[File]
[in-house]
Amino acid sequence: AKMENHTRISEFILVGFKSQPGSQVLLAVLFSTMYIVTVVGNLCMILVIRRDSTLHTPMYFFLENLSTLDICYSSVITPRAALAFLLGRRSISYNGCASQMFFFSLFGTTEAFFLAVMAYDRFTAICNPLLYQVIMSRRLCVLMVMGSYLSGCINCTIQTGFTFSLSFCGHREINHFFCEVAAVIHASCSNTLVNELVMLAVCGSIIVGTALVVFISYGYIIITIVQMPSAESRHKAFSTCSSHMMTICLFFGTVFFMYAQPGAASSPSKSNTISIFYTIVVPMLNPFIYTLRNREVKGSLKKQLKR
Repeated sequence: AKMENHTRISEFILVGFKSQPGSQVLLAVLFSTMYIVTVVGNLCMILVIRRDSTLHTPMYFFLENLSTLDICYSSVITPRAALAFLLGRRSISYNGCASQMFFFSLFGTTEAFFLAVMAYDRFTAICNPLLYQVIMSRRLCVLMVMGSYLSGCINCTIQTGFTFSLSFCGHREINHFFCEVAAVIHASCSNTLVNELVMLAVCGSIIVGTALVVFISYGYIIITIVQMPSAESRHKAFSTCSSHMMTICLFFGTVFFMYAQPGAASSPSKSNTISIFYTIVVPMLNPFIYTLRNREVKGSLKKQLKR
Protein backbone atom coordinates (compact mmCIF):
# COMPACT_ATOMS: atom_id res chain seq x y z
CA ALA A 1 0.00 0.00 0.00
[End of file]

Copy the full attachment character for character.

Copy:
[in-house]
Amino acid sequence: AKMENHTRISEFILVGFKSQPGSQVLLAVLFSTMYIVTVVGNLCMILVIRRDSTLHTPMYFFLENLSTLDICYSSVITPRAALAFLLGRRSISYNGCASQMFFFSLFGTTEAFFLAVMAYDRFTAICNPLLYQVIMSRRLCVLMVMGSYLSGCINCTIQTGFTFSLSFCGHREINHFFCEVAAVIHASCSNTLVNELVMLAVCGSIIVGTALVVFISYGYIIITIVQMPSAESRHKAFSTCSSHMMTICLFFGTVFFMYAQPGAASSPSKSNTISIFYTIVVPMLNPFIYTLRNREVKGSLKKQLKR
Repeated sequence: AKMENHTRISEFILVGFKSQPGSQVLLAVLFSTMYIVTVVGNLCMILVIRRDSTLHTPMYFFLENLSTLDICYSSVITPRAALAFLLGRRSISYNGCASQMFFFSLFGTTEAFFLAVMAYDRFTAICNPLLYQVIMSRRLCVLMVMGSYLSGCINCTIQTGFTFSLSFCGHREINHFFCEVAAVIHASCSNTLVNELVMLAVCGSIIVGTALVVFISYGYIIITIVQMPSAESRHKAFSTCSSHMMTICLFFGTVFFMYAQPGAASSPSKSNTISIFYTIVVPMLNPFIYTLRNREVKGSLKKQLKR
Protein backbone atom coordinates (compact mmCIF):
# COMPACT_ATOMS: atom_id res chain seq x y z
CA ALA A 1 0.00 0.00 0.00